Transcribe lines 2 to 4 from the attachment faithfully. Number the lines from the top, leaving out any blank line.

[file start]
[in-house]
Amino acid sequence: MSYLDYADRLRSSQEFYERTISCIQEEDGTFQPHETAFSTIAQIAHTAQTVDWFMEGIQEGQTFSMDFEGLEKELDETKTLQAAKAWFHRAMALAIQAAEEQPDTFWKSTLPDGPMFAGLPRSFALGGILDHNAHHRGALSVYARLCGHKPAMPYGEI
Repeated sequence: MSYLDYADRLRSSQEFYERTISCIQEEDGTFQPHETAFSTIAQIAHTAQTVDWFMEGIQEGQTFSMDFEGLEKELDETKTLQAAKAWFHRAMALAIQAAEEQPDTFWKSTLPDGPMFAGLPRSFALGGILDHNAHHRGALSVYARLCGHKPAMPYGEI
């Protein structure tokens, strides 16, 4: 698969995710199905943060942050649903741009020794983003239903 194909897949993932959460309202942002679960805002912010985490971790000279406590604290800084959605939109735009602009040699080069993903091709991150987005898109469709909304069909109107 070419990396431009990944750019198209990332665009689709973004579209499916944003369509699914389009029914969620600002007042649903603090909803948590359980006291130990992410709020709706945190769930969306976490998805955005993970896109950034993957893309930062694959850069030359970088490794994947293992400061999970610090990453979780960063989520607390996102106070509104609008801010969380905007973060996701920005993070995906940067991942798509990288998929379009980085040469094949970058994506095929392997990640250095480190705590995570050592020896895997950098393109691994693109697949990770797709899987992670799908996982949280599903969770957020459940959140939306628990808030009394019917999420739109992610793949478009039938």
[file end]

Amino acid sequence: MSYLDYADRLRSSQEFYERTISCIQEEDGTFQPHETAFSTIAQIAHTAQTVDWFMEGIQEGQTFSMDFEGLEKELDETKTLQAAKAWFHRAMALAIQAAEEQPDTFWKSTLPDGPMFAGLPRSFALGGILDHNAHHRGALSVYARLCGHKPAMPYGEI
Repeated sequence: MSYLDYADRLRSSQEFYERTISCIQEEDGTFQPHETAFSTIAQIAHTAQTVDWFMEGIQEGQTFSMDFEGLEKELDETKTLQAAKAWFHRAMALAIQAAEEQPDTFWKSTLPDGPMFAGLPRSFALGGILDHNAHHRGALSVYARLCGHKPAMPYGEI
């Protein structure tokens, strides 16, 4: 698969995710199905943060942050649903741009020794983003239903 194909897949993932959460309202942002679960805002912010985490971790000279406590604290800084959605939109735009602009040699080069993903091709991150987005898109469709909304069909109107 070419990396431009990944750019198209990332665009689709973004579209499916944003369509699914389009029914969620600002007042649903603090909803948590359980006291130990992410709020709706945190769930969306976490998805955005993970896109950034993957893309930062694959850069030359970088490794994947293992400061999970610090990453979780960063989520607390996102106070509104609008801010969380905007973060996701920005993070995906940067991942798509990288998929379009980085040469094949970058994506095929392997990640250095480190705590995570050592020896895997950098393109691994693109697949990770797709899987992670799908996982949280599903969770957020459940959140939306628990808030009394019917999420739109992610793949478009039938």